People are right to notice the unruly liberty of this member, obtruding so importunately when we have no use for it, and failing so importunately when we have the most use for it, and struggling for mastery so imperiously with our will, refusing with so much pride and obstinacy our solicitations, both mental and manual. (3)
Is Montaigne conflating penis and pen? For such flagrant erratics the term belles lettres is much too prim.
The history of opinion on the essay is as full of disgust as admiration. Samuel Johnson evokes gastrointestinal disorders gone to the head: "A loose sally of the mind; an irregular undigested piece; not a regular and orderly composition." A century before, Francis Bacon had referred to his own essays as "dispersed meditations." Addison, of Spectator fame, remarked on "the Wildness of those Compositions that go by the Names of Essays." The Petit Larousse--keeper of Montaigne's langue if not his parole--denotes essais as first drafts or "titres de certains ouvrages qui ne pretendent pas epusier un sujet." Think of the degree to which prose styles with built-in grammars of persuasion service the pretense of exhausting the subject. If one avoids this pretense, if the subject is questionable or constantly shifting or densely complex, there is the risk of frustrating the reader who has been trained by the cultural marketplace to expect attractively packaged exhaustion. Every element of style is saying, Don't worry, there's nothing more to it than this. If this is called "essay," its a misnomer.
Despite increasingly efficient exhaustion, or perhaps in dialogue with it, the tradition of the exploratory essay thrives in its improbable universe. If in times of rampant fundamentalism complex thought is a political act, then the essay is at least a poethical wager. The most happily adulterated essays continue to enact attempts and experiments that promise less about outcome than about unexpected, often complicating possibilities noticed in the activity of exploration itself. I value the poethics of "wild" poet-essayists like Tina Darragh, Rosmarie Waldrop, Charles Bernstein, Leslie Scalapino as they, in conspiracy with their exigent and excessive times, reinvent the form to require collaboration with an ardent reader. Since a genre lives first in its composition and then in its realization by those who "perform" it (I take writing and reading to be equally performative acts), the essay text, like the poem, like the musical score, is nothing other than notations for performance. If the tentativeness implie d by the word "essay" is its primary identifying principle, its traces in the text embody the directed random function we call subjectivity.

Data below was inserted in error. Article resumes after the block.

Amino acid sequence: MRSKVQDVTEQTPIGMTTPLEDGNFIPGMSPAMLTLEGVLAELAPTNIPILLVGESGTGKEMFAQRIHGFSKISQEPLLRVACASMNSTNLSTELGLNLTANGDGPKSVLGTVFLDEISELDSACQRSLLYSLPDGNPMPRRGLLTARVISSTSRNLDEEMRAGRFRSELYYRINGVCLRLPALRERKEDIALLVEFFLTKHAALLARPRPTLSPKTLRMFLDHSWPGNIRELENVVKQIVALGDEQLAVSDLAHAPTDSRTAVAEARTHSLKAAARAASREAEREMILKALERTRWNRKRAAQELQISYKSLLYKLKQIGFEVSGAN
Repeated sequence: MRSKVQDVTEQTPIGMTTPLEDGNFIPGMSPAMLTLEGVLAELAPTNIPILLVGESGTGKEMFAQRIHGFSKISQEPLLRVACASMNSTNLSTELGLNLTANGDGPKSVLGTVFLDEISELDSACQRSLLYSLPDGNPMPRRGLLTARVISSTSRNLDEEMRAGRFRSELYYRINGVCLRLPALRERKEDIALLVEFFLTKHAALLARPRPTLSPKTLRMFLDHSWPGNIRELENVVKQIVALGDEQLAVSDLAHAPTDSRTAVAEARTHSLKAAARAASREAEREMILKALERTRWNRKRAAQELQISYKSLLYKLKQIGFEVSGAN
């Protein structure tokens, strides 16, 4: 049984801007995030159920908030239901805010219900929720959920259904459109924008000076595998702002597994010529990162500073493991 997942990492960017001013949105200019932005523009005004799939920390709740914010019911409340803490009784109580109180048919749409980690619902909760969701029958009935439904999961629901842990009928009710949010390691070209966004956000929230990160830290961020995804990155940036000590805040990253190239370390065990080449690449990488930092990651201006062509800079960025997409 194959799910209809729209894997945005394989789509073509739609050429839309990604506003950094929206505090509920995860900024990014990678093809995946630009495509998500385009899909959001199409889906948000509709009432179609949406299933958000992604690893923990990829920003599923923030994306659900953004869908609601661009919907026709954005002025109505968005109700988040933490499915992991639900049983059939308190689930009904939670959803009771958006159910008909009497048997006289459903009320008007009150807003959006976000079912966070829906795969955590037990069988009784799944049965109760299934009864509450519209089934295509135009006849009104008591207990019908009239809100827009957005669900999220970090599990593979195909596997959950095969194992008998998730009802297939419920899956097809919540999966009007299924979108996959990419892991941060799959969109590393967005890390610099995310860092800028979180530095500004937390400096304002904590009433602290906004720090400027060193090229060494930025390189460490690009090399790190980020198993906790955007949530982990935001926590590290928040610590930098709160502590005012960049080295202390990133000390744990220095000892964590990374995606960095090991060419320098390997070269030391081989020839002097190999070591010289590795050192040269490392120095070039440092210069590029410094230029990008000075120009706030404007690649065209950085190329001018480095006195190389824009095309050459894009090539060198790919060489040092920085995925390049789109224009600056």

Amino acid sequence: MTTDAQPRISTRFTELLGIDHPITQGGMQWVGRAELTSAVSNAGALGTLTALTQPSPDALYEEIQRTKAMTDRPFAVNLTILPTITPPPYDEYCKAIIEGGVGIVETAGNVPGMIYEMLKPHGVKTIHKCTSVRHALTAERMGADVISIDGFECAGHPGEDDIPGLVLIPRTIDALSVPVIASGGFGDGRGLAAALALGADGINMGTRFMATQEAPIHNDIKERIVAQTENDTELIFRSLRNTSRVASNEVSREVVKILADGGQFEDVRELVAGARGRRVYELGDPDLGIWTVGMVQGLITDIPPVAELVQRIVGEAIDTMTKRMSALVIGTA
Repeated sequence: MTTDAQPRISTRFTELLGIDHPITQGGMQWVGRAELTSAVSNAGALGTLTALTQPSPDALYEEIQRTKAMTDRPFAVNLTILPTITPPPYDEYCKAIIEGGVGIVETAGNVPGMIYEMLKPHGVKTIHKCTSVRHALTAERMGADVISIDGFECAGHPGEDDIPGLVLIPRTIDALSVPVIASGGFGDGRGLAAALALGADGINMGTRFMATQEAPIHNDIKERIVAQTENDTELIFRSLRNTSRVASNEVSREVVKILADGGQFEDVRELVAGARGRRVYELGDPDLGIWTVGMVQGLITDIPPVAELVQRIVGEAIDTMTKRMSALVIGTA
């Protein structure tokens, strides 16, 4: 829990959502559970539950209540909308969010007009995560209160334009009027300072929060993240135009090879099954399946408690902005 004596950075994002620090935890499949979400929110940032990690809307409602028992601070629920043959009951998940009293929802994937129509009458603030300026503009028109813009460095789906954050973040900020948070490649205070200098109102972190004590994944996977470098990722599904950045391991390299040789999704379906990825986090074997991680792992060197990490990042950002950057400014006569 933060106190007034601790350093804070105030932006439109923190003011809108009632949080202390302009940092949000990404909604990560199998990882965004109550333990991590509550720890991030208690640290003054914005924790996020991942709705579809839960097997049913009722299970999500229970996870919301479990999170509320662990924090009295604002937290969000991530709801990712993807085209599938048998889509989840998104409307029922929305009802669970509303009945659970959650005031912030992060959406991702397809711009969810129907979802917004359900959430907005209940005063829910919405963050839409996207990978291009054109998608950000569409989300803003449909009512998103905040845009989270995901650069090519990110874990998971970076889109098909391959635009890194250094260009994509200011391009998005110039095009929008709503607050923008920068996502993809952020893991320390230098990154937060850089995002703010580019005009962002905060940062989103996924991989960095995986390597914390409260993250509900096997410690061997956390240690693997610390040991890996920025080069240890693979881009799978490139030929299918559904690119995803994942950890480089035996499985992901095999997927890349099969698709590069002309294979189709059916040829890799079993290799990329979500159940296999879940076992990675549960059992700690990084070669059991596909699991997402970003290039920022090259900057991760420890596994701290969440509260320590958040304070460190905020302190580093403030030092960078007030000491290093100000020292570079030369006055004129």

Early readers of Montaigne noticed the subjective investment his essays enact and invite. Pascal wrote "It is not in Montaigne, but in myself that I find all that I see in him"; and Emerson, "It seemed to me as if I myself had written the book..." Montaigne's essaying was in fact of the nature of lively idiosyncratic, contingent, and digressive conversations with absent friends, a moving play of the senses, intertwining intellectual history and everyday life with rhetorical gestures (countless interrogatives, for example) implying the presence of an interlocutor. And the invention of this form was itself circumstantial. According to Donald Frame, Montaigne only started writing essays after the death of a close friend whose …